Major mistake number two was wanting money. (It gets its own major mistake, that’s how big it is.) Most people that want money overlook the gigantic sacrifices that it requires, like long hours, spending time away from family (or not having a family at all), and the jealousy of other people having more money/cool stuff. Take Jeff Bezos as an example. He’s the richest man on the planet (according to Forbes), recently divorced his wife, and probably works longer hours than anyone else in his position ever would. (Plus, he’s backing Blue Origin, and I don’t know what they’re doing, but it’s not beating SpaceX.)
The third (and final, yay!) major mistake was being obsessed with luxury, like houses or mansions, and nice views, like cliffs and infinity pools (yes, they’re right up there with the Swiss Alps and Mount Everest in my book). Epicurus asked, “Does luxury make people calm?” The answer is no, it doesn’t. Looking out at your cool infinity pool does not make you calm. Instead of getting a calm view of the outside, try being calm inside your mind. Meditation, reflection, reading, and all of that fun stuff is what really gets you to inner calm and happiness.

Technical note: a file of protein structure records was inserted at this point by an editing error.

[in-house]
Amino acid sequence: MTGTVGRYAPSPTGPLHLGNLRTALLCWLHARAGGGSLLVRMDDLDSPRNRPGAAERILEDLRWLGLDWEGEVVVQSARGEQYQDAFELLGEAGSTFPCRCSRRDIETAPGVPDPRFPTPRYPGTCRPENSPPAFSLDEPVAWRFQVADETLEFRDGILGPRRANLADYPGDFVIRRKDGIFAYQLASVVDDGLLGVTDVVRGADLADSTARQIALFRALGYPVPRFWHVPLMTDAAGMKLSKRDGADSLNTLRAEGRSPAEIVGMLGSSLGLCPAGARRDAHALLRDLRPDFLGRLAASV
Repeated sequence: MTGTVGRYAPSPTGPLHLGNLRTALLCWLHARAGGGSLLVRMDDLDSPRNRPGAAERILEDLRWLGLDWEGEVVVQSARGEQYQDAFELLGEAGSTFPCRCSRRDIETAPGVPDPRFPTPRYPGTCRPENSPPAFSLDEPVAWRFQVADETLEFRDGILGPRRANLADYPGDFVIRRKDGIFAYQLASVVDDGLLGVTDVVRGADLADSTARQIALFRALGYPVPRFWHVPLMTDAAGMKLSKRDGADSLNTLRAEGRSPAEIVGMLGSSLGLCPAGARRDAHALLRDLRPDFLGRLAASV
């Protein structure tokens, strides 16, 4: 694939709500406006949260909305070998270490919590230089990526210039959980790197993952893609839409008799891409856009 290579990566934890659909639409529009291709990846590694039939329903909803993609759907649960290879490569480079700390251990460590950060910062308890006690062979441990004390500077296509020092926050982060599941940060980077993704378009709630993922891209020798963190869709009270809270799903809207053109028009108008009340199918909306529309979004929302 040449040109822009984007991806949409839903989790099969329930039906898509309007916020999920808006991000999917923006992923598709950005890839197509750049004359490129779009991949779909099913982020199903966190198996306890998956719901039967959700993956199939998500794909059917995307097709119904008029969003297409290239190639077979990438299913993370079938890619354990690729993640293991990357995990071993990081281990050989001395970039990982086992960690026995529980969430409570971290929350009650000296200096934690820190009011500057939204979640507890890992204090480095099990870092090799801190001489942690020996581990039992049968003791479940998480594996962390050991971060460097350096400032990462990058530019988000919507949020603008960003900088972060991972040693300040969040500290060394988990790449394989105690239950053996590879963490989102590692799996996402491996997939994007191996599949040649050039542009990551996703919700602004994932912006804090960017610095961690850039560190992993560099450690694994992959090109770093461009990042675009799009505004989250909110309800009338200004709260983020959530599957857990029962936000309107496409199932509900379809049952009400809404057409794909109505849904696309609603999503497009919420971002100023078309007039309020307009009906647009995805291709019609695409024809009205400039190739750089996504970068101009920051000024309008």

But what really is pleasure? Isn’t that subjective, varying with each person? Maybe Epicurus thinks the occasional slice of cheese is pleasure, and I think infinity pools make me happy?
The answer to that second question is yes and no. Pleasure is technically subjective. Epicurus actually groups pleasure into 3 main categories.
- Needs — natural desires, and needed (e.g. food, water, etc.)
- Wants — natural desires, but unneeded (e.g. wanting delicious food instead of plain food)
- Empty — unnatural and unneeded desires (e.g. Bezos-level wealth, fame)
Epicurus argues that needs are the only thing you need for happiness, and empty desires only lead to depression and sadness. Let’s break this down.
Needs - Natural and Necessary
These are things you 100% need to stay alive. Of course having these leads to happiness, especially when you’re running on empty (like me right now), hence bread and olives. These desires are easy and natural to fulfill (so don’t miss out on your basic needs and die.)
Wants - Natural and Unnecessary